Tensions and Contradictions in Approaches to Improving Urban Inner-City Schools in the United States

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Addressing the needs of underperforming central city schools is one of the most perplexing questions in contemporary educational research. At least two approaches have emerged as paradigms shaping the nature of reform efforts: (1) building-based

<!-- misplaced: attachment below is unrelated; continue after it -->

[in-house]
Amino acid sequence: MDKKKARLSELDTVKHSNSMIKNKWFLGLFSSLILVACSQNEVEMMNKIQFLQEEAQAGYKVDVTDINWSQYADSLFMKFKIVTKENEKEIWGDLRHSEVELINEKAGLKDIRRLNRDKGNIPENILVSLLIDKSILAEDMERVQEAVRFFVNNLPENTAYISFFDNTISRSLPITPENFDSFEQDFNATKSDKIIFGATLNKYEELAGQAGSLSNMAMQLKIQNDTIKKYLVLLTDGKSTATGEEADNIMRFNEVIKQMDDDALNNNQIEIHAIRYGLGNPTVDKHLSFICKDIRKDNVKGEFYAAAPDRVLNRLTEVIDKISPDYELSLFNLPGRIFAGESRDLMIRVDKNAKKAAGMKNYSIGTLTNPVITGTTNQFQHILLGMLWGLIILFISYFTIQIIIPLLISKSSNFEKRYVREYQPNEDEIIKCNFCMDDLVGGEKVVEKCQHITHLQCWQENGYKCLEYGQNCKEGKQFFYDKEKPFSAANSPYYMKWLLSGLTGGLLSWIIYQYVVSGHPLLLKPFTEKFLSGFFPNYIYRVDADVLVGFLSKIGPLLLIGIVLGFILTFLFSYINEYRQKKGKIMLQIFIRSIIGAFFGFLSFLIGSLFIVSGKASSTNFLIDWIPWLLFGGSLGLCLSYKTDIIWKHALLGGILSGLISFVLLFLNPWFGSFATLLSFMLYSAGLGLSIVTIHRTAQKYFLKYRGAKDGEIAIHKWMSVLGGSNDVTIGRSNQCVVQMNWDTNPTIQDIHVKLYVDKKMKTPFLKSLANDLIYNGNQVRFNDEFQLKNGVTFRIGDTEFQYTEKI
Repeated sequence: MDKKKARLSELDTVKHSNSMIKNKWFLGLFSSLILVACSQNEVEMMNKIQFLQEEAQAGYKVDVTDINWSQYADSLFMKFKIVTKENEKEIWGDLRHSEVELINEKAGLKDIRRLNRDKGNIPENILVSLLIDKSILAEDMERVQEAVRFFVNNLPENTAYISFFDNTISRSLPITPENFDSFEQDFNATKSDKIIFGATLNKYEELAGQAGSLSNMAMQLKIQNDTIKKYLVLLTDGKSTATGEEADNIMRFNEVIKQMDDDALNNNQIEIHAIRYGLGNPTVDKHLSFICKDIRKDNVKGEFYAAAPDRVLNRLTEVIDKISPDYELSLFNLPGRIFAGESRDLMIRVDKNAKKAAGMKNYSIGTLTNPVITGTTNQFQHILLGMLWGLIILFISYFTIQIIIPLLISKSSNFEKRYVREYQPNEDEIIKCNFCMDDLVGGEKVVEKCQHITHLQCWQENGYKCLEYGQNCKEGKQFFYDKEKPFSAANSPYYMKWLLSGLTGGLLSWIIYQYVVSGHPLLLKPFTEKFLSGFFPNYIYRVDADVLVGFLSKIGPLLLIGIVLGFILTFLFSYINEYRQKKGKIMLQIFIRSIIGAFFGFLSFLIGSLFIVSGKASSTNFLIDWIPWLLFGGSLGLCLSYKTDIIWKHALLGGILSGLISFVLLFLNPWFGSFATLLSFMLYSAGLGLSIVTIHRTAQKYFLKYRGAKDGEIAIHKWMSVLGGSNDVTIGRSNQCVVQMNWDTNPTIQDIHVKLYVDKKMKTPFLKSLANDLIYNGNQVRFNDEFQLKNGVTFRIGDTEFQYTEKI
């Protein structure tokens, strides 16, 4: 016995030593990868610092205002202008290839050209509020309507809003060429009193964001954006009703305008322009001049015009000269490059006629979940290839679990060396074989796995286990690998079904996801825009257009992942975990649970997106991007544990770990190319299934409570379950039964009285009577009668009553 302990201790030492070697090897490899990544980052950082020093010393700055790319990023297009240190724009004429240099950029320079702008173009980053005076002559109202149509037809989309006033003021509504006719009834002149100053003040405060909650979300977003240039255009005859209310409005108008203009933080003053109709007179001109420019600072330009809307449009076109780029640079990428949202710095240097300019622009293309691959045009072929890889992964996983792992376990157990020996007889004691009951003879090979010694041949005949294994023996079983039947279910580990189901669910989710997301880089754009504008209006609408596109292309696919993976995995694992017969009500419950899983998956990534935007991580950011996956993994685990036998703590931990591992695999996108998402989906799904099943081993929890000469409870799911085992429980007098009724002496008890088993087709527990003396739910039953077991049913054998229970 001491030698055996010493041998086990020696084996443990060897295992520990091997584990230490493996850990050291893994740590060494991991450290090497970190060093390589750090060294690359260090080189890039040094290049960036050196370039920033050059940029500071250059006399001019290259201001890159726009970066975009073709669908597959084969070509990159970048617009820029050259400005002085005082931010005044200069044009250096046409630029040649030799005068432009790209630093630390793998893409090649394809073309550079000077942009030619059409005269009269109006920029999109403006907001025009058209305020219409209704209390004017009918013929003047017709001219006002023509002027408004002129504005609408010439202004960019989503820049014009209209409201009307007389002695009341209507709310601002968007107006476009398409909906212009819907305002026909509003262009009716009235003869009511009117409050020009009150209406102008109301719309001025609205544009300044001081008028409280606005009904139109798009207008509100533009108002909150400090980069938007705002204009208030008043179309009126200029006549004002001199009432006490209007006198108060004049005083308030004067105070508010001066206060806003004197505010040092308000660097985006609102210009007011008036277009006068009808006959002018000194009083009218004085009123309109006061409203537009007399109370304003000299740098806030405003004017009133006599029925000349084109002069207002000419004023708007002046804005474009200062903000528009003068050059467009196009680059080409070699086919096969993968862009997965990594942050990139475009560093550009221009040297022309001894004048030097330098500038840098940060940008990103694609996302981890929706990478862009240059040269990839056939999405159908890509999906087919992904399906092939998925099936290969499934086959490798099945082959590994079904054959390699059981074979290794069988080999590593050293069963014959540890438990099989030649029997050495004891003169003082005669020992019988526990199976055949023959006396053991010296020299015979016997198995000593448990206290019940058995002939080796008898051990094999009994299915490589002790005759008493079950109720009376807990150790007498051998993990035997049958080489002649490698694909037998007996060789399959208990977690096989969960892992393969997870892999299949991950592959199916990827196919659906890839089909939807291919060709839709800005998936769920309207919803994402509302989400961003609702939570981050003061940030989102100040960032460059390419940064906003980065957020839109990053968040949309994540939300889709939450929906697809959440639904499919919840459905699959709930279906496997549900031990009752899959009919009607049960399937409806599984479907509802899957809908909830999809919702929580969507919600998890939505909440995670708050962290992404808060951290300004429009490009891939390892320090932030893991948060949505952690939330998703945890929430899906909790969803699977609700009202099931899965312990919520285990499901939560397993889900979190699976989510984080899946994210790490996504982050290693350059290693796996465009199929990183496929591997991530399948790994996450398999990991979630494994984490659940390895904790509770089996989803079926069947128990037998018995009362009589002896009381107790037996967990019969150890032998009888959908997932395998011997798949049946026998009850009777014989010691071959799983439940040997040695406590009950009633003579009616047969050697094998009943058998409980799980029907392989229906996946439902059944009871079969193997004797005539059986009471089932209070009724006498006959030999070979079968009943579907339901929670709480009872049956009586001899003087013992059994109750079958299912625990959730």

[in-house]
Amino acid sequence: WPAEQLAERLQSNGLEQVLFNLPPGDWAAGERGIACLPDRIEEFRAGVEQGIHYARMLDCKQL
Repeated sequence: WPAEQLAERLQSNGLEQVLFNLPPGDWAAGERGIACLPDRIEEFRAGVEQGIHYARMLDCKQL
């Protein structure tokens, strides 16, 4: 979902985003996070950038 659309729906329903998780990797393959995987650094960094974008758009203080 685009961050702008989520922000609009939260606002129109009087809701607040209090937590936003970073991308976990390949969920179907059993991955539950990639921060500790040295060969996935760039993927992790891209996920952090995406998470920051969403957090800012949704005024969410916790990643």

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  RUNNING HEAD: TENSIONS AND CONTRADICTIONS Tensions and Contradictions in Approaches to Improving Urban Inner-City Schools in the United States D. Gavin Luter University at Buffalo, State University of New York January 2015 Accepted for publication in Information Age Press International Research on School Leadership Volume 6 book series Challenges and Opportunities of Educational Leadership Research and Practice: The State of the Field and Its Multiple Futures Acknowledgements I would like to thank Dr. Stephen L. Jacobson for his encouragement and helpful comments on the chapter.  TENSIONS AND CONTRADICTIONS 1 Introduction  Improving urban inner-city schools within the United States (US) is one of the most  perplexing questions in contemporary educational research. At least two broad approaches emerged as paradigms shaping the nature of reform efforts: (1) building-based approaches such as comprehensive school reform (Slavin, 2008), and (2) place-based approaches that include interventions at the community and neighborhood-level (Jennings, 2012). The US federal government has supported both approaches, both separately (e.g. building-based approaches funded through No Child Left Behind, NCLB, and place-based approaches by Full Service Community Schools, FSCS) and jointly (e.g. Promise Neighborhood, PN, Choice  Neighborhoods, CN). Inherent tensions exist between these competing paradigms  —  tensions that are complicated by the political and competitive environment surrounding school reform (McGuinn, 2012). Additionally , the federal government’s accountability system introduced the “public -school choice sanction ”  to create competitive forces between schools that further complicates the urban inner-city school reform landscape (West & Peterson, 2006, p. C48). To this end, this chapter examines the tensions and contradictions that exist between place-based and building-based approaches in the context of a school choice environment. These tensions have largely been ignored by contemporary school reform and educational leadership literature. To better understand how local, yet federally funded, place-based reforms can exist in the same space as local school choice and federal standards and accountability  policies, a more comprehensive framework is necessary. Such a framework (or frameworks) would offer a more complete picture of how these efforts were implemented, how they have existed on a daily basis, and how “on the ground” tensions have emanated from them. This analysis would provide a clearer understanding of the most impactful school reform approaches  TENSIONS AND CONTRADICTIONS 2 for low-performing schools, taking into consideration the local neighborhood context. The focus here is on the federal-local nexus in school reform. This chapter takes readers through the evolution of approaches used by scholars and  practitioners to address struggling urban inner-city schools. I begin by briefly providing an overview of the US policy context of urban inner-city school reform. Then I move to an examination of one locally-driven, yet federally-supported, building-based approach to improving urban schools: comprehensive school reform. Next, I explain school choice as a distinct, yet still building-based approach, to improving urban schools. I continue to examine a set of factors that stand to challenge the assumptions upon which school choice stands  —  neighborhood effects. Finally, I move on to analyze approaches to improving urban schools that attempt to respond to neighborhood effects  —  community schools, community organizing, and  place-based reforms. Across the literature, I identify three prominent gaps that have implications for policy implementation and educational leadership researchers and practitioners. With this chapter, I seek to fill some of those gaps and conclude with a call for more helpful frameworks that can inform researchers and practitioners who seek to understand and work within the field of place- based school reform efforts with interventions that blend building-based and place-based approaches. Urban Inner-City School Improvement: The US Policy Context Fragmentation in governance defines American educational policy and practice: between federal, state, and local governments, between citizens and professional educators, between school boards and superintendents, among other conflicting groups and interests. America’s tradition of distrust in centralized national authority translated into a tremendously fragmented  TENSIONS AND CONTRADICTIONS 3 system of education where the federal government traditionally held no formal responsibility (Cohen & Spillane, 1992; Marsh & Wohlstetter, 2013). Instead, responsibility for education devolved to the states, but most states passed responsibility down to the “smallest possible unit” of government: the local level (Katz, 1987, p. 33). This federalist system became known for its “fragmented” (Cohen & Spillane, 1992) nature, but it was intentionally created “as a response against executive dominance in the colonial era” which make coordination between different levels of government arduous (Kaufman, 1969, p. 3). It was not until  Brown v. Board of Education  in 1954 when the federal government  became active in the American schooling system. Even at this historical landmark, the federal government’s mandate was simply to create “a more equitable system of public schooling” (McGuinn, 2006 , p. 27). This event, coupled with the “public ’discovery’ of poverty” (Vinovskis, 2009, p. 11), hurled the government into a battle to equalize funding for urban school districts as it attempted to educate all students, especially children of color and those in  poverty. With the passage of the Elementary and Secondary Education Act (ESEA) of 1965, the federal role in education reform exponentially grew (McGuinn, 2006; Vinovskis, 2009). ESEA  provided the largest financial investment ($1 billion) in the A merican government’s history, mainly focused on redress for mostly urban school districts that served large proportions of low-income students (Thomas & Brady, 2005). Frustrations with persistently low-performing schools were well-documented, but the frustrations reached a crescendo when the federal government released the  A Nation at Risk    (National Commission on Excellence in Education, 1983) report which suggested that America’s  public schools were in decline, and therefore the country’s economic prospe rity was at risk, which demanded federal intervention. Before NCLB, the most recent ESEA reauthorization, the  TENSIONS AND CONTRADICTIONS 4 federal government’s role in education policy was limited, linked mostly to encouraging states to achieve higher standards, experimenting with innovative programs, ensuring access to education for all students regardless of physical (dis)ability, and providing equitable resources to districts with high concentrations of minority students. These standards-and-accountability reforms, with their roots in the 1980s (President George H. W. Bush’s Charlottesville Education Summit)  and 1990s (President William J. Clinton’s Goals 2000 legislation) , addressed the issues of (1) education achievement dissonance  between students from different racial and class groups and (2) fragmented and incoherent  policies to hold states and localities accountable for student achievement (McDonnell, 2011; Smith & O’Day, 1991). A broader policy regime formulated around the standards-and-accountability role of the federal government which eventually paved the way for the passage of  NCLB under President George W. Bush’s leadership. Its passage also meant an expanded federal role in education that linked funding and school governance decisions to performance on state-created standardized tests (McGuinn, 2006). Sanctions would be imposed on schools and districts for failing to meet adequate yearly progress, such as allowing families to choose what schools to attend or school closures. In response to this failure, the federal government switched its approach to that of stimulating reform through competitive grant programs embodied by Race to the Top (McGuinn, 2010, 2012). Based on this overview, it is possible to conclude that this federalist system results in a confusing and conflicting landscape that can interfere with the most well-intentioned school reform efforts (Datnow, 2005; Desimone, 2002; Furhman & Elmore, 1990). In the next section, I turn attention to one primary local lever of school reform, comprehensive school reform  —  one policy response to the “problem” of low -performing schools. Comprehensive School Reform: A Primary Local Lever for Reform